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Certain key trends are reversing

An employee works on an engine at the assembly line of a car factory in Qingdao, China.
STR | AFP | Getty Images
An employee works on an engine at the assembly line of a car factory in Qingdao, China.

Markets Tuesday: certain key trends are reversing, but it's way too early to talk about a correction.

Worries about global deflation are moving the markets Tuesday. You had disappointing manufacturing numbers from China and the UK, then the Reserve Bank of Australia (RBA) surprised everyone by cutting interest rates.

If you doubt that deflation (or at least almost no inflation) is a concern, here is what the RBA said: "Inflation has been quite low for some time and recent data were unexpectedly low. While the quarterly data contain some temporary factors, these results...point to a lower outlook for inflation than previously forecast."

Not surprisingly, Tuesday's market decliners are energy, materials, and financials.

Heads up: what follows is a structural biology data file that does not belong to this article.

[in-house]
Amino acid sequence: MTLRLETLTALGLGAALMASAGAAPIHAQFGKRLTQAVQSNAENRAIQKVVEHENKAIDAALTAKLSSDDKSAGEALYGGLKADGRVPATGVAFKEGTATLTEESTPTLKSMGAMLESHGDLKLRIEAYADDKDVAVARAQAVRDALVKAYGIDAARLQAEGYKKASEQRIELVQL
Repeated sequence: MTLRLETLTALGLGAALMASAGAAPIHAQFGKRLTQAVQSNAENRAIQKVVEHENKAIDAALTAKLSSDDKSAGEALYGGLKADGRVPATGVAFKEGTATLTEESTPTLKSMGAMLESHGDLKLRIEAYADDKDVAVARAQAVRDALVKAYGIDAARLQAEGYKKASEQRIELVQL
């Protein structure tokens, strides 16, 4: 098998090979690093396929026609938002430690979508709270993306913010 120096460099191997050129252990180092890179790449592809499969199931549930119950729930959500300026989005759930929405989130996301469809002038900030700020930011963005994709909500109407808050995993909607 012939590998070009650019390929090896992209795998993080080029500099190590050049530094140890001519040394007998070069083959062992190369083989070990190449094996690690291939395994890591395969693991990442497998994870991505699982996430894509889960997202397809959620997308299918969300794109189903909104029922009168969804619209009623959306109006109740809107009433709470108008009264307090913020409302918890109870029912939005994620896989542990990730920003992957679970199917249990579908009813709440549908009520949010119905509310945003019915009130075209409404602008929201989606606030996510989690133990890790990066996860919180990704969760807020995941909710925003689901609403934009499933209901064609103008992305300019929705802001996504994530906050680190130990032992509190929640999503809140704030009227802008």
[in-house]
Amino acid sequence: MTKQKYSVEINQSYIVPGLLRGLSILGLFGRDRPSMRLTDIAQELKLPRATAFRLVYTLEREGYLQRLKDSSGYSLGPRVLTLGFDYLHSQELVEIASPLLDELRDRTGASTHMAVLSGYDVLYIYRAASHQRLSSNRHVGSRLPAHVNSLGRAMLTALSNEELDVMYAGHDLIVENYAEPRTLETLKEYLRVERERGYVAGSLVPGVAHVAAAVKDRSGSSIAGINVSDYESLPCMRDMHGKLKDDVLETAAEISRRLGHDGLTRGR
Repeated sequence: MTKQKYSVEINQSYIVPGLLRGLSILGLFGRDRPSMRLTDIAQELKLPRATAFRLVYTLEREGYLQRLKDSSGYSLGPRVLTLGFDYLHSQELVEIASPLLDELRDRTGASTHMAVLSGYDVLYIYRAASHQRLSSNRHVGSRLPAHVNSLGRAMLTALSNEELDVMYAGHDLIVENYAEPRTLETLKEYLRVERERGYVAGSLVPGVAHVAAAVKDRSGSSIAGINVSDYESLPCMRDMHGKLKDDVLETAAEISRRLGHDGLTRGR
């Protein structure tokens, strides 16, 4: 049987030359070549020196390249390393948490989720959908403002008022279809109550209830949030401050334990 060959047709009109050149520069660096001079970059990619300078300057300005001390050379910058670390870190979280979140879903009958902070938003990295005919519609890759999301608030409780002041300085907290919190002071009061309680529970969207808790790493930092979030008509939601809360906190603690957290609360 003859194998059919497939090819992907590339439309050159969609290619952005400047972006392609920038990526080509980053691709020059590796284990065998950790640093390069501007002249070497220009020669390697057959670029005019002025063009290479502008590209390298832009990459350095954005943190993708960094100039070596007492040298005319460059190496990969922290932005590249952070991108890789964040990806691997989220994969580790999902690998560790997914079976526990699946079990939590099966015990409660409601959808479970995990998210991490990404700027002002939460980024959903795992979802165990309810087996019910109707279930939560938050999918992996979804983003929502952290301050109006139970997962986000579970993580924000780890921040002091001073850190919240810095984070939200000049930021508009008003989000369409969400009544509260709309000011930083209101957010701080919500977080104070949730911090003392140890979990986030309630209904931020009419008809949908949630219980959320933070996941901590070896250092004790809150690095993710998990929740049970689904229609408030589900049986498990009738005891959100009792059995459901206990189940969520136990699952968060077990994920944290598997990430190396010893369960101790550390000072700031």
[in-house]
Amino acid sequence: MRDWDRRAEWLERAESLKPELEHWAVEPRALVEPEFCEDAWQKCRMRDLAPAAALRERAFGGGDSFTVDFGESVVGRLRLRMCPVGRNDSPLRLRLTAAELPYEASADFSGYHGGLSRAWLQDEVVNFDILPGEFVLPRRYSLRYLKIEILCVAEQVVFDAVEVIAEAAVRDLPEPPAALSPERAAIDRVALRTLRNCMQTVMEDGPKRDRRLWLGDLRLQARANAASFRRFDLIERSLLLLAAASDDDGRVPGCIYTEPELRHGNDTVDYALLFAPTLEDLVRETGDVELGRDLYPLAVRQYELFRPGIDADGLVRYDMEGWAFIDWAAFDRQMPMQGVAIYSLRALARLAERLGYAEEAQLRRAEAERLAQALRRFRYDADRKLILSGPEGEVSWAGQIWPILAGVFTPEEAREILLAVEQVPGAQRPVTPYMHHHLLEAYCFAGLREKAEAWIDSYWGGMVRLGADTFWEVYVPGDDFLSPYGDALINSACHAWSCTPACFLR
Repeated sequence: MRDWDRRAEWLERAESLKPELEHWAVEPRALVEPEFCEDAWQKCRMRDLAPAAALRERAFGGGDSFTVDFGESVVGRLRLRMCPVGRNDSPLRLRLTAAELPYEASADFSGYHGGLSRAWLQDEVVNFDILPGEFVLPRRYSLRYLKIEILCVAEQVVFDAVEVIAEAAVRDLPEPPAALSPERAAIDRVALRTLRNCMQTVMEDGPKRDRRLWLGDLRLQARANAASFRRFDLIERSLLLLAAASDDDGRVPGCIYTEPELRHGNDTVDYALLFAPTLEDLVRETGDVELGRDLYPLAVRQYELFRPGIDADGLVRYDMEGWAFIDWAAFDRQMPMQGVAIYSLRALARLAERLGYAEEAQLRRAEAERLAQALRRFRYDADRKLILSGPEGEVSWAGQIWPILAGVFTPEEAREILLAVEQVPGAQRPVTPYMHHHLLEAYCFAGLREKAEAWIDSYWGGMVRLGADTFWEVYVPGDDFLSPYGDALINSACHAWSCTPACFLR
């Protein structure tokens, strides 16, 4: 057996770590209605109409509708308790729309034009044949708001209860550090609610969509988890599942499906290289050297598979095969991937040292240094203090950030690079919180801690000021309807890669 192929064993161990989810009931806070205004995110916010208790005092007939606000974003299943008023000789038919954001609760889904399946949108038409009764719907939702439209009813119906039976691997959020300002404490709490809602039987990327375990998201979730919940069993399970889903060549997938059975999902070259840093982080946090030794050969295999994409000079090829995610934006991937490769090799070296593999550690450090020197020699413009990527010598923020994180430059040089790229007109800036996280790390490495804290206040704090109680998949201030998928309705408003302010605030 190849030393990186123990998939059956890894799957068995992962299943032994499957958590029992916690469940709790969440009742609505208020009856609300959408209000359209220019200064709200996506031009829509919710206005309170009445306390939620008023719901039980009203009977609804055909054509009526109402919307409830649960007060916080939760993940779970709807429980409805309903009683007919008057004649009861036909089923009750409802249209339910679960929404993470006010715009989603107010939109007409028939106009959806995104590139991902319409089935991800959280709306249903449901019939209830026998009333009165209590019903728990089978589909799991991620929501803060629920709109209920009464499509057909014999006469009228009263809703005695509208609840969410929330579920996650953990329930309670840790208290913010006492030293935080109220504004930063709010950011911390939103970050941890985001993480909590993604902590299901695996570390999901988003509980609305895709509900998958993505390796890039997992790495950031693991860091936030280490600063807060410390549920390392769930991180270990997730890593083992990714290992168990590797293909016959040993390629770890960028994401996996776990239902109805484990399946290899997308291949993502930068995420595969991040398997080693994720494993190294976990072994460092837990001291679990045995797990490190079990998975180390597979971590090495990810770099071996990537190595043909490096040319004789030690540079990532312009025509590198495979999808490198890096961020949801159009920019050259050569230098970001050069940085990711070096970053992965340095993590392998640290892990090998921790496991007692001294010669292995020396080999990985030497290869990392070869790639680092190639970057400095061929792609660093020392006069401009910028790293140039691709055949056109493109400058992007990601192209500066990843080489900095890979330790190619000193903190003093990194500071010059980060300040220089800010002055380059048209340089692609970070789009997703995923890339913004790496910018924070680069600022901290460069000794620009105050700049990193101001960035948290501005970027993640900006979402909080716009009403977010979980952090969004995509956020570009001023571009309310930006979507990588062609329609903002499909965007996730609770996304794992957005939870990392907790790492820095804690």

Also not surprisingly, the market leaders this quarter are energy, materials, and financials.

Huh? Remember the trade this quarter that everyone has played: weaker dollar + stabilization in China + bottoming in oil + accomodative Fed = "greenlight" signal to buy cyclicals (energy, materials, industrials, financials).

Hence we have our leadership of materials, energy, and financials, with health care and select industrials also doing well.

There are some cracks that have developed in this thesis: 1) these names have become overbought, with many big industrials trading at roughly 20 times forward earnings, certainly a "full" valuation, 2) the China data has been choppy and difficult to read, and 3) the dollar slide has been so notable that there is talk that it may be bottoming, and Tuesday's notable reversal (the Dollar Index is up after being down notably earlier in the day) certainly lends credence to that idea.

Is this the start of something? Well, if it is, it's pretty modest. As with all market leaders, energy, materials, and industrials are now susceptible should there be even a modest market pullback...and so far that is all we are seeing in the broader market.

Look at it this way: the S&P 500 was at 2,100 at the end of end of April; we're now only 2 percent off that. So far, this is a modest, garden variety pullback, not even a correction. So far.

  • Bob Pisani

    A CNBC reporter since 1990, Bob Pisani covers Wall Street from the floor of the New York Stock Exchange.

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